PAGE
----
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The Omaha Public Power District (OPPD) plans to significantly increase the amount of renewable energy used to generate electricity to serve its customers. The utility anticipates that a substantial portion of that will come from wind. At the same time, the OPPD will vigorously pursue efforts to reduce the demand on its system through energy-efficiency programs offered to customers. Officials say the two actions could delay the need for a new generating plant for more than 10 years.

The goal of obtaining 10% of electricity from wind by 2020 means adding approximately 400 MW of renewable energy to OPPD's portfolio of power. Around 118 MW of that will come in the next two years in the form of additional wind generation, 38 MW of which already is on order. OPPD currently has or is contracted for about 55 MW of renewable wind and landfill gas generation at its disposal.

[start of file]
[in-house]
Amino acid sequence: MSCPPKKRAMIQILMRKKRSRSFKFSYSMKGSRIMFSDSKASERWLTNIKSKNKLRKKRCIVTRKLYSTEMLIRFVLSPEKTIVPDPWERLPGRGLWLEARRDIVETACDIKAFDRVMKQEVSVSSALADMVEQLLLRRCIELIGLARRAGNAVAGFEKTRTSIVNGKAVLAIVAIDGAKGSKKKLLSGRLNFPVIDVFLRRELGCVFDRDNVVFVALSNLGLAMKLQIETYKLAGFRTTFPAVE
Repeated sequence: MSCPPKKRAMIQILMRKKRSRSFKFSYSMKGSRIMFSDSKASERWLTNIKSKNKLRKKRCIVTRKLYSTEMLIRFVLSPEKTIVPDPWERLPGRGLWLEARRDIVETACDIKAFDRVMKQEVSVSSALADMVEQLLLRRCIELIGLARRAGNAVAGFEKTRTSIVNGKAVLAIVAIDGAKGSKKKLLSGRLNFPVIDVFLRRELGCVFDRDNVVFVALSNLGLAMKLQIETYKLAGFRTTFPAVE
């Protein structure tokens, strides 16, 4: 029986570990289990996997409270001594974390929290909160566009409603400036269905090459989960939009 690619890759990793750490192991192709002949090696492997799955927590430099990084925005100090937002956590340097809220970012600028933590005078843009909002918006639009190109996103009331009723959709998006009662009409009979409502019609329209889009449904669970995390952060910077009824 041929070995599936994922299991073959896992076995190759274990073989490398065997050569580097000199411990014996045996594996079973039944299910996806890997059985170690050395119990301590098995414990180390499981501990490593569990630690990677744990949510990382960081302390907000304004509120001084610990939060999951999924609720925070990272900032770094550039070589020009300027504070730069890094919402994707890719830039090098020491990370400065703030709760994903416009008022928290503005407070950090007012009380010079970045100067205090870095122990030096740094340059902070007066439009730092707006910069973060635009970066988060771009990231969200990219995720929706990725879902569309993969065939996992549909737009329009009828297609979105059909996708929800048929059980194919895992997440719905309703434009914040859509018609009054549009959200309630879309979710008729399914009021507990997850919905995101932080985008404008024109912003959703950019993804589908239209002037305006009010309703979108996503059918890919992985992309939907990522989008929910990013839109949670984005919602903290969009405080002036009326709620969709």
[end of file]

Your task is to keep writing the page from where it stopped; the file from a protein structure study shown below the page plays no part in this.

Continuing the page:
"We do not know that all of our new renewable additions will be wind, but it is safe to say that wind energy will play an important role for us in the future," says OPPD President and CEO W. Gary Gates.

Officials say among the factors making this decision possible were changes in state law, such as passage of the community-based energy development legislation by the Nebraska Unicameral, which has made it attractive for private groups to develop renewable energy projects. That has helped make renewable energy more cost-competitive.

In addition, OPPD officials say it will work to reduce customers' electricity usage by 50 MW by the end of 2012.

SOURCE: Omaha Public Power District


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